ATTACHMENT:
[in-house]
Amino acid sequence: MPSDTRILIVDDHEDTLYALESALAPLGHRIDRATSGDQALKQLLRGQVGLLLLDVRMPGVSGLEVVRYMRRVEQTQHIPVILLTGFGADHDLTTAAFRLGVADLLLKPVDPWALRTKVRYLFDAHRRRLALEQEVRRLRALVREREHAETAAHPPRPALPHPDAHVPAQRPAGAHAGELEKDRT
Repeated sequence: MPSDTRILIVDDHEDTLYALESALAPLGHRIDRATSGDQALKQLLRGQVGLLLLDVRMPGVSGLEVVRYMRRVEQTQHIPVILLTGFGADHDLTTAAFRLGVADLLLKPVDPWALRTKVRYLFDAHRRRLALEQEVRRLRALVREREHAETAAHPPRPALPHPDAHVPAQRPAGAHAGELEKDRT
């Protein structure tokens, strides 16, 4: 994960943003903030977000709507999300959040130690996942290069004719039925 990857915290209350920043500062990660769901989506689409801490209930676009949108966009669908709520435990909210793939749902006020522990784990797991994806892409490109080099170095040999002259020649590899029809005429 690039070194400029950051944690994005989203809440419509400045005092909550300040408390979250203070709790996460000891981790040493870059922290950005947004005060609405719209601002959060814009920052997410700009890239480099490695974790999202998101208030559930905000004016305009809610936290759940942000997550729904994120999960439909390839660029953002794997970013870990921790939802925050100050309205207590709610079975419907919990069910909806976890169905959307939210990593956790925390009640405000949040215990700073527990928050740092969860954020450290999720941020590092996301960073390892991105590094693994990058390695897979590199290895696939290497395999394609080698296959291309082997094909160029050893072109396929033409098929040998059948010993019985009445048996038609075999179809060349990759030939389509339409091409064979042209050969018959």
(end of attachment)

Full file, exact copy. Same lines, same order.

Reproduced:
[in-house]
Amino acid sequence: MPSDTRILIVDDHEDTLYALESALAPLGHRIDRATSGDQALKQLLRGQVGLLLLDVRMPGVSGLEVVRYMRRVEQTQHIPVILLTGFGADHDLTTAAFRLGVADLLLKPVDPWALRTKVRYLFDAHRRRLALEQEVRRLRALVREREHAETAAHPPRPALPHPDAHVPAQRPAGAHAGELEKDRT
Repeated sequence: MPSDTRILIVDDHEDTLYALESALAPLGHRIDRATSGDQALKQLLRGQVGLLLLDVRMPGVSGLEVVRYMRRVEQTQHIPVILLTGFGADHDLTTAAFRLGVADLLLKPVDPWALRTKVRYLFDAHRRRLALEQEVRRLRALVREREHAETAAHPPRPALPHPDAHVPAQRPAGAHAGELEKDRT
């Protein structure tokens, strides 16, 4: 994960943003903030977000709507999300959040130690996942290069004719039925 990857915290209350920043500062990660769901989506689409801490209930676009949108966009669908709520435990909210793939749902006020522990784990797991994806892409490109080099170095040999002259020649590899029809005429 690039070194400029950051944690994005989203809440419509400045005092909550300040408390979250203070709790996460000891981790040493870059922290950005947004005060609405719209601002959060814009920052997410700009890239480099490695974790999202998101208030559930905000004016305009809610936290759940942000997550729904994120999960439909390839660029953002794997970013870990921790939802925050100050309205207590709610079975419907919990069910909806976890169905959307939210990593956790925390009640405000949040215990700073527990928050740092969860954020450290999720941020590092996301960073390892991105590094693994990058390695897979590199290895696939290497395999394609080698296959291309082997094909160029050893072109396929033409098929040998059948010993019985009445048996038609075999179809060349990759030939389509339409091409064979042209050969018959």